Renovation of a Shepherd’s Hut in Cantabria, Spain
Grey House is the renovation of an abandoned shepherd’s hut in the Pas Valley area of Cantabria into a house for a young family. In the original building, the ground floor was occupied by a team of ten milk cows, while the upper floor contained minimal dwelling facilities for the shepherd and a large space for the storage of hay. Due to the stringent degree of protection of the original construction (both the valley’s landscape and the traditional building type are under preservation regimes), it soon became apparent that the architectural intervention would be highly restrained. The project then became a subtle reinterpretation, a careful but playful process of disassembling and abstracting local housing typologies, siting strategies, and construction details, of creating something different out of the misreading of those existing conditions.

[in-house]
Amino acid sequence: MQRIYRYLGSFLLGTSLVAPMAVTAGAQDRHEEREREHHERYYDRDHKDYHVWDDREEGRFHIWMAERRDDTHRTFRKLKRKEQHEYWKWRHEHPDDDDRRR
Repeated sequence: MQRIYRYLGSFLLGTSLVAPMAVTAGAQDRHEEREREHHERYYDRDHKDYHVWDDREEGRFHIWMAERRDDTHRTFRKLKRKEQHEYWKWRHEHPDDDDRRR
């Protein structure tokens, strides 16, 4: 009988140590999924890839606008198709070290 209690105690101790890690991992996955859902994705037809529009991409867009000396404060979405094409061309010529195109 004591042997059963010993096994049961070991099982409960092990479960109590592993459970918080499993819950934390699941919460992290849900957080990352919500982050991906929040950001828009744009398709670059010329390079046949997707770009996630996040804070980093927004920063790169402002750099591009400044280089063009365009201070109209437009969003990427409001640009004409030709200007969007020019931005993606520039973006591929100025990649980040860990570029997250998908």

Suppressing the eaves and playing with the scale and position of openings yields a building that is monolithic yet playfully anthropomorphic (it has been likened to a rural emoji), a house that is small but commanding in its posture. The geometric play of terraces and small retaining walls helps articulate the relationship of the structure to the landscape and creates several areas for outdoor life appropriate for the different times of the day.
Inside, the ground floor plan is designed to maximize the openness of the living space, with the kitchen, utilities and stair consolidated in a compact core running along the north facade. Upstairs, the plan is swiftly divided in three equal parts, producing as many bedrooms facing south. There is no waste in this layout, which seeks to produce a sense of generosity in the spaces through the use of solid materials and unusually large openings.
Both inside and out, the choice of finishes creates a subdued atmosphere, tempering the traditional construction into a more contemporary condition without belying its ethos. The use of grey paint and clay mortars helps blend the material palette of stone, wood and concrete into something close to a monochrome, resulting in an ambiguously reserved building that changes appearance with the light of the day.